For the washing, for example, through filtration, decantation or the like, there may be employed a method where the core particles are separated from the aqueous medium containing the dispersant, the emulsifying agent and others through decantation or the like, and a fresh aqueous medium is added to the resultant core particles that are in the form of thick slurry or wet cake to disperse the particles therein, and this operation is repeated.

<2. Resin Coating Layer of Water-Soluble Resin>

In the toner of the present invention, a resin coating layer of a water-soluble resin (hereinafter this may be referred to as a water-soluble resin coating layer) is formed on the surface of the core particle. The water-soluble resin coating layer is to be a base for uniformly coating the core particle with shell particles to be the outermost surface of the resultant particles, and by inversely planning the charging property of the water-soluble resin coating layer and the shell particles, the shell particles could be made to adhere to every part of the surface of the water-soluble resin coating layer to form a thin and thick shell layer and, as a result, good blocking resistance can be realized without detracting from low-temperature fixation performance.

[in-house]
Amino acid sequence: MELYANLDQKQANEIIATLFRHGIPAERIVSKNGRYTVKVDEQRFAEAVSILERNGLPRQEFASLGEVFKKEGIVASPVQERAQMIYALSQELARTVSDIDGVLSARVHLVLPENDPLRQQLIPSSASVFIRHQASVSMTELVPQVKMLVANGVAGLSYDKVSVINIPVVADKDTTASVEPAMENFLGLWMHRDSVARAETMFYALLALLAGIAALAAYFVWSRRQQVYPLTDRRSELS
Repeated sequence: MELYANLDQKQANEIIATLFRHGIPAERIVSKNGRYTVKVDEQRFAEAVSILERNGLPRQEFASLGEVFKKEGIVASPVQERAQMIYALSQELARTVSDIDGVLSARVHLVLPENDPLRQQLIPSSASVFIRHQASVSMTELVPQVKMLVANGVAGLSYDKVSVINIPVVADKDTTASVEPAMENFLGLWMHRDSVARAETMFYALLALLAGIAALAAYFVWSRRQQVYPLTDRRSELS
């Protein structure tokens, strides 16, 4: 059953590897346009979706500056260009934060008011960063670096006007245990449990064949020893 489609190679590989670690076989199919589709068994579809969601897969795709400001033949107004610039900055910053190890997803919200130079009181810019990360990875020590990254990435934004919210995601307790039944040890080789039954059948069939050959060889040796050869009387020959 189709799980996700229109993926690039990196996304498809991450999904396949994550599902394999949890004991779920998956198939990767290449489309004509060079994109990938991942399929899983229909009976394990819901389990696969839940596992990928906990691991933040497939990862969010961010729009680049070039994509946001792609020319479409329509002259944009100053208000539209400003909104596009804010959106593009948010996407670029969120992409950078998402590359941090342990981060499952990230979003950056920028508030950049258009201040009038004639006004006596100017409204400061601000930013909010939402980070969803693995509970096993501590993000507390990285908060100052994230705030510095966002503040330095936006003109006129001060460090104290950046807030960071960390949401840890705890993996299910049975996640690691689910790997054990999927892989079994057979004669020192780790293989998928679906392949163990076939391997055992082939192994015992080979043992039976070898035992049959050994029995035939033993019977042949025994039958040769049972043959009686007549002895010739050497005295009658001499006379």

In the present invention, the resin coating layer of a water-soluble resin means a layer of a film having a substantially smooth surface though still having the surface irregularities originating in the surface irregularities of the core particles. The water-soluble resin coating layer may contain plural types of water-soluble resins not significantly detracting from the advantageous effects of the present invention. Here, water solubility means that the solubility of a substance in water at 25.degree. C. is 1 g/100 ml or more.

The water-soluble resin coating layer is thin, which may be confirmed by comparing particles before coated with a water-soluble resin coating layer, that is, core particles in SEM pictures (FIG. 1, FIG. 2), and SEM pictures of water-soluble resin coating layer-formed particles (FIG. 3, FIG. 4), in which the particle size does not change. Before and after the formation of the water-soluble resin coating layer, the particle size of the particles does not change, from which it is presumed that the thickness of the water-soluble resin coating layer formed on the core particle would be 10 nm or less.